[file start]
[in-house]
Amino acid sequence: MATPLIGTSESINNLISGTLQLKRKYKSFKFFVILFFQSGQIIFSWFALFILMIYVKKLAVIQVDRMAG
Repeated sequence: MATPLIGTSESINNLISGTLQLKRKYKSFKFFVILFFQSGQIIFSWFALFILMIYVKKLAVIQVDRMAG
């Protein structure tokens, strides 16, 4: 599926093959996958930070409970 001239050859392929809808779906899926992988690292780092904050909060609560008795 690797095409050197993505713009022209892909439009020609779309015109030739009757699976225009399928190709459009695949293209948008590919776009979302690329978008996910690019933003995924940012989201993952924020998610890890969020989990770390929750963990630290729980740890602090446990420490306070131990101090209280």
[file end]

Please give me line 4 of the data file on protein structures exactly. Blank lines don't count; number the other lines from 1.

């Protein structure tokens, strides 16, 4: 599926093959996958930070409970 001239050859392929809808779906899926992988690292780092904050909060609560008795 690797095409050197993505713009022209892909439009020609779309015109030739009757699976225009399928190709459009695949293209948008590919776009979302690329978008996910690019933003995924940012989201993952924020998610890890969020989990770390929750963990630290729980740890602090446990420490306070131990101090209280």